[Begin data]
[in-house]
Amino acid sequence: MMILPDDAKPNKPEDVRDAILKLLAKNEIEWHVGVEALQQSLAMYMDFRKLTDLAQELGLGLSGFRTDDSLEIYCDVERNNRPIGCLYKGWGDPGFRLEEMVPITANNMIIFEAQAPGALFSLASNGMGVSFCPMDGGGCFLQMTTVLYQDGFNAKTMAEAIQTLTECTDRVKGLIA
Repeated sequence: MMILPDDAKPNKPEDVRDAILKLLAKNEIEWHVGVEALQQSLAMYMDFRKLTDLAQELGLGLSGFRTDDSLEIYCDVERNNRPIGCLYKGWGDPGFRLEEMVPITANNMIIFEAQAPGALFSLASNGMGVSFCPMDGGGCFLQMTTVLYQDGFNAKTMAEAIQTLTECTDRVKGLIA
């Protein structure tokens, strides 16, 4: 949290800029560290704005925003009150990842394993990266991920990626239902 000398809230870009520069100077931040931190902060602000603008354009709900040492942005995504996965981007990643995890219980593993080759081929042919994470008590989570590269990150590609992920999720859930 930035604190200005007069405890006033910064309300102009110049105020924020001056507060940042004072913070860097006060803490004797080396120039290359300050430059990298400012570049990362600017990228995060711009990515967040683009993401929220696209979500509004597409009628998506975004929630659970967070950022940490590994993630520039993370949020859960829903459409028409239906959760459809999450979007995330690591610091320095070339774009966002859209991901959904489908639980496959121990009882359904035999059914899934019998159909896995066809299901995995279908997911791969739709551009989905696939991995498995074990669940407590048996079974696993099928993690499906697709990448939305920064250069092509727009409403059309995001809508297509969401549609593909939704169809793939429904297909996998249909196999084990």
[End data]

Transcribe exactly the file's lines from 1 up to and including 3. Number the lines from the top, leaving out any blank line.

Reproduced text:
[in-house]
Amino acid sequence: MMILPDDAKPNKPEDVRDAILKLLAKNEIEWHVGVEALQQSLAMYMDFRKLTDLAQELGLGLSGFRTDDSLEIYCDVERNNRPIGCLYKGWGDPGFRLEEMVPITANNMIIFEAQAPGALFSLASNGMGVSFCPMDGGGCFLQMTTVLYQDGFNAKTMAEAIQTLTECTDRVKGLIA
Repeated sequence: MMILPDDAKPNKPEDVRDAILKLLAKNEIEWHVGVEALQQSLAMYMDFRKLTDLAQELGLGLSGFRTDDSLEIYCDVERNNRPIGCLYKGWGDPGFRLEEMVPITANNMIIFEAQAPGALFSLASNGMGVSFCPMDGGGCFLQMTTVLYQDGFNAKTMAEAIQTLTECTDRVKGLIA